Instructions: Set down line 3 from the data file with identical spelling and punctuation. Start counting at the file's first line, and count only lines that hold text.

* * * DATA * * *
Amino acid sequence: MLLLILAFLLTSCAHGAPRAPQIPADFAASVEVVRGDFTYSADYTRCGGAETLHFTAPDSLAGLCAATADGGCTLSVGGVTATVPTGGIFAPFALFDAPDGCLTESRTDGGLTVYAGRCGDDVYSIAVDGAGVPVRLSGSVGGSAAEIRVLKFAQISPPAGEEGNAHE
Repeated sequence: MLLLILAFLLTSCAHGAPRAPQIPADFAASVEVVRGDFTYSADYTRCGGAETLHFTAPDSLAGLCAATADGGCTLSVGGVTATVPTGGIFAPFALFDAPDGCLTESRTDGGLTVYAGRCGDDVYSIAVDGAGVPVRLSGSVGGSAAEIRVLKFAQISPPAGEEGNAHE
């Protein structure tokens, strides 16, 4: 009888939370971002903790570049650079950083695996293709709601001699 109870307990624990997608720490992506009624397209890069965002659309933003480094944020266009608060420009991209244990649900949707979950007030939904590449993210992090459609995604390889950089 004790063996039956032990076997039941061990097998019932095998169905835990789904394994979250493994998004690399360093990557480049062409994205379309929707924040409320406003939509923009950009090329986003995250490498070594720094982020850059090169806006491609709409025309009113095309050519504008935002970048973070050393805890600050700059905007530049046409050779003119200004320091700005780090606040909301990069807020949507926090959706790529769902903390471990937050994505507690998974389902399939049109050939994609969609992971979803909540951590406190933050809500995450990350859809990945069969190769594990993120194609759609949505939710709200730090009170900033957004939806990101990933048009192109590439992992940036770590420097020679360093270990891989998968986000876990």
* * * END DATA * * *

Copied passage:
């Protein structure tokens, strides 16, 4: 009888939370971002903790570049650079950083695996293709709601001699 109870307990624990997608720490992506009624397209890069965002659309933003480094944020266009608060420009991209244990649900949707979950007030939904590449993210992090459609995604390889950089 004790063996039956032990076997039941061990097998019932095998169905835990789904394994979250493994998004690399360093990557480049062409994205379309929707924040409320406003939509923009950009090329986003995250490498070594720094982020850059090169806006491609709409025309009113095309050519504008935002970048973070050393805890600050700059905007530049046409050779003119200004320091700005780090606040909301990069807020949507926090959706790529769902903390471990937050994505507690998974389902399939049109050939994609969609992971979803909540951590406190933050809500995450990350859809990945069969190769594990993120194609759609949505939710709200730090009170900033957004939806990101990933048009192109590439992992940036770590420097020679360093270990891989998968986000876990």